From the 2002 General Instruction of the Roman Missal (GIRM) approved for the USA, which can be accessed from romanrite.com/girm.html :
"317. In no way should all the other things prescribed by law concerning the reservation of the
Most Holy Eucharist be forgotten. [footnote 131: 131. Cf. particularly in Sacred Congregation for the Sacraments, Instruction Nullo umquam
tempore, 28 May 1938: AAS 30 (1938), pp. 198-207; Codex Iuris Canonici, cann. 934-944.]
This 1938 Instruction is at romanrite.com/nullo.html and includes:
“7. Special remarks must be made regarding the keeping of the key of the tabernacle in the churches of nuns or sisters, and in pious or religious houses of women. In view of the Statute of Canon 1267, whereby every privilege to the contrary being recalled, the Blessed Eucharist cannot be kept in a religious or pious house, except in the church or principal oratory, nor in the case of nuns, within the choir or enclosure of the monastery, local Ordinaries should bear well in mind, and insist on it, that the key of the Sacred Tabernacle is not to be kept within the enclosure. [Footnote 7: Cfr. Resolution of S.C.R., May 2, 1878, ad VI (decree 3448); H.E. Cardinal PETROUS GASPARRI, op. cit., 266, n. 998] Henceforth it is to be kept in the sacristy, so as to be obtainable at once, when need arises, and, when the church functions are over, and especially at night, it is to be placed in some safe, solid and secret receptacle under two keys, one of which is to be kept by the Mother Superior of the Community, personally or through a substitute, the other being entrusted to some nun, for instance, the sacristan, so that the offices of both are required in order to unlock the above-said place. Let their Lordships, the Bishops, give due attention to this ordinance, and rigidly insist on its execution, without any acceptation of persons, so that abuses and irreverences be avoided, which redound on the Blessed Eucharist.”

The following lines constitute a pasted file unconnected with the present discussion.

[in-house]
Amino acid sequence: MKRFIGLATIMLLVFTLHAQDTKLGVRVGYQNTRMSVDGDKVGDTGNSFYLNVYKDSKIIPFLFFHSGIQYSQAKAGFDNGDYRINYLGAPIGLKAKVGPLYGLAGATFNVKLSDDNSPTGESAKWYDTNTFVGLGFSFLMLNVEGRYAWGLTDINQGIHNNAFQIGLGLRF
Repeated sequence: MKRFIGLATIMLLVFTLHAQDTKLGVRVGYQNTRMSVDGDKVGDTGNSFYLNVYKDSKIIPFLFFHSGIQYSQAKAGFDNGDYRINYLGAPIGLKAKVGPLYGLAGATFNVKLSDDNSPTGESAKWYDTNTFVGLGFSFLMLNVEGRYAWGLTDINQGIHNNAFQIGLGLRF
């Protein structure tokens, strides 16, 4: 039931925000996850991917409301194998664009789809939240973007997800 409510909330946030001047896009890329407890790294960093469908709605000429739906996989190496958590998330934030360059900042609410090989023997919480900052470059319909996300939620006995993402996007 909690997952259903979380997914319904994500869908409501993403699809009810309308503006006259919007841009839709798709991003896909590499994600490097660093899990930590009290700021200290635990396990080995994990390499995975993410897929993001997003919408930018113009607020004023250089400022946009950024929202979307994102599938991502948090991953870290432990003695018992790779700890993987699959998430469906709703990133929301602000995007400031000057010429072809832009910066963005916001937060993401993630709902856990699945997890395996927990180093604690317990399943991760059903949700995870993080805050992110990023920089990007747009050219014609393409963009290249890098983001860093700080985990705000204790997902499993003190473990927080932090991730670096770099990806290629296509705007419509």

The previous paragraph had: “… If he leaves the key in the sacristy under another key; he can give this latter to the sacristan during such time as he is absent, and the key of the tabernacle may be needed. …” Presumably this was referring to a male sacristan.
So what has changed since 1938? Females can become Extraordinary Ministers of Holy Communion. In this role: “Such ministers may open the tabernacle and also, as required, place the ciborium on the altar or place the host in the monstrance. At the end of the period of adoration, they replace the blessed sacrament in the tabernacle. …” (Holy Communion and the Worship of the Eucharist Outside of Mass, n. 91, from The Rites Volume One, Liturgical Press, 1990, ISBN: 0-8146-6015-0, page 673).
Also the 1983 Code of Canon Law has in 938 “The person in charge of a church or oratory is to see to it that the key of the tabernacle in which the blessed Eucharist is reserved, is in maximum safe keeping.” But it does not say the key must be held be a cleric, or that a male sacristan is safer than a female one. These assessments are to be made by the person in charge.